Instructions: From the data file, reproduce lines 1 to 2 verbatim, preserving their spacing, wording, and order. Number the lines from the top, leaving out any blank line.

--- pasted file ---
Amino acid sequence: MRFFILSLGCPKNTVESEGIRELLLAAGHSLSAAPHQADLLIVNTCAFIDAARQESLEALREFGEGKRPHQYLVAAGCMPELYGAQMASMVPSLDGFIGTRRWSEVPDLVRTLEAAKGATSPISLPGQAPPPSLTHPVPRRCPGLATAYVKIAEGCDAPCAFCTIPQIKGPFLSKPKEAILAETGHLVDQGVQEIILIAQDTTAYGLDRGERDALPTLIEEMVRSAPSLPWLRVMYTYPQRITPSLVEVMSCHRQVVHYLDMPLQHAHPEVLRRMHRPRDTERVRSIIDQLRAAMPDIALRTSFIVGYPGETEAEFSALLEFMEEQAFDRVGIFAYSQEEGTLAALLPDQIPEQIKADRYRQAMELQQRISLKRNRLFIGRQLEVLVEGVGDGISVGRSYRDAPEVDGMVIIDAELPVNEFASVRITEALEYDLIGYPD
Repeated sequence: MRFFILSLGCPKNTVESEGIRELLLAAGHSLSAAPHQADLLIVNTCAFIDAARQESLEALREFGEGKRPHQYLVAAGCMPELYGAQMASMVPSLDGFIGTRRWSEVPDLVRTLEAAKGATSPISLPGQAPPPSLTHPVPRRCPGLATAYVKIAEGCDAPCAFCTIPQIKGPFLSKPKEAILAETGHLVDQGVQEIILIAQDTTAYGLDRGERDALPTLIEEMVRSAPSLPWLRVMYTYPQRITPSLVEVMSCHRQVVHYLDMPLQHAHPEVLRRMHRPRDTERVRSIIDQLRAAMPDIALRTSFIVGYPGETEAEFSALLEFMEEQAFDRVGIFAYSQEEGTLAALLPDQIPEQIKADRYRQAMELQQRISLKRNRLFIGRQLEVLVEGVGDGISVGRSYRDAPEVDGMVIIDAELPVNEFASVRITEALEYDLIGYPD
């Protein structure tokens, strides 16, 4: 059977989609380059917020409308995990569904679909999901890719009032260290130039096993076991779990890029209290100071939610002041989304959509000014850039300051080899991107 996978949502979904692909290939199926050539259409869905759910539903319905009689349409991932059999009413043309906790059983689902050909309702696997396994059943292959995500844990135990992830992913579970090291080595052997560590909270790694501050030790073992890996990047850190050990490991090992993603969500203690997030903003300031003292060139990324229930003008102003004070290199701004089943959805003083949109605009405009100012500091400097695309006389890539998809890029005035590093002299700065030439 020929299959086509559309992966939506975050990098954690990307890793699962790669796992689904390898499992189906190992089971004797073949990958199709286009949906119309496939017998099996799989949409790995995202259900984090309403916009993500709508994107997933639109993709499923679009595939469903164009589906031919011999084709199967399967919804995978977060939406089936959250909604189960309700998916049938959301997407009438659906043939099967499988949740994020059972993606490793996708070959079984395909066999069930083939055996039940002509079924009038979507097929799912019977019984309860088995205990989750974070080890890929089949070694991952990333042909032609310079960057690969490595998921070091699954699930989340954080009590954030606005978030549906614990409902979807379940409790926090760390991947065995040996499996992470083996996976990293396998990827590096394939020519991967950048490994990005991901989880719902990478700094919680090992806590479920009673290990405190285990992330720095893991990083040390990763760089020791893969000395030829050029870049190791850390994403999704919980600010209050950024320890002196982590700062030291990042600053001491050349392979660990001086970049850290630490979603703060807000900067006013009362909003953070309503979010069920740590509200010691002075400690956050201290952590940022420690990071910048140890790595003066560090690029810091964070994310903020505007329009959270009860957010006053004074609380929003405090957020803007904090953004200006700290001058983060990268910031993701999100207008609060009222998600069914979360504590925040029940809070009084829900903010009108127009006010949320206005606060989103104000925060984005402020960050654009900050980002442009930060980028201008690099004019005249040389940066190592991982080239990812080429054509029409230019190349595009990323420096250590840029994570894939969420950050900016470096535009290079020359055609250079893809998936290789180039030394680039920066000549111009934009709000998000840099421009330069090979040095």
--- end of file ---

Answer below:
Amino acid sequence: MRFFILSLGCPKNTVESEGIRELLLAAGHSLSAAPHQADLLIVNTCAFIDAARQESLEALREFGEGKRPHQYLVAAGCMPELYGAQMASMVPSLDGFIGTRRWSEVPDLVRTLEAAKGATSPISLPGQAPPPSLTHPVPRRCPGLATAYVKIAEGCDAPCAFCTIPQIKGPFLSKPKEAILAETGHLVDQGVQEIILIAQDTTAYGLDRGERDALPTLIEEMVRSAPSLPWLRVMYTYPQRITPSLVEVMSCHRQVVHYLDMPLQHAHPEVLRRMHRPRDTERVRSIIDQLRAAMPDIALRTSFIVGYPGETEAEFSALLEFMEEQAFDRVGIFAYSQEEGTLAALLPDQIPEQIKADRYRQAMELQQRISLKRNRLFIGRQLEVLVEGVGDGISVGRSYRDAPEVDGMVIIDAELPVNEFASVRITEALEYDLIGYPD
Repeated sequence: MRFFILSLGCPKNTVESEGIRELLLAAGHSLSAAPHQADLLIVNTCAFIDAARQESLEALREFGEGKRPHQYLVAAGCMPELYGAQMASMVPSLDGFIGTRRWSEVPDLVRTLEAAKGATSPISLPGQAPPPSLTHPVPRRCPGLATAYVKIAEGCDAPCAFCTIPQIKGPFLSKPKEAILAETGHLVDQGVQEIILIAQDTTAYGLDRGERDALPTLIEEMVRSAPSLPWLRVMYTYPQRITPSLVEVMSCHRQVVHYLDMPLQHAHPEVLRRMHRPRDTERVRSIIDQLRAAMPDIALRTSFIVGYPGETEAEFSALLEFMEEQAFDRVGIFAYSQEEGTLAALLPDQIPEQIKADRYRQAMELQQRISLKRNRLFIGRQLEVLVEGVGDGISVGRSYRDAPEVDGMVIIDAELPVNEFASVRITEALEYDLIGYPD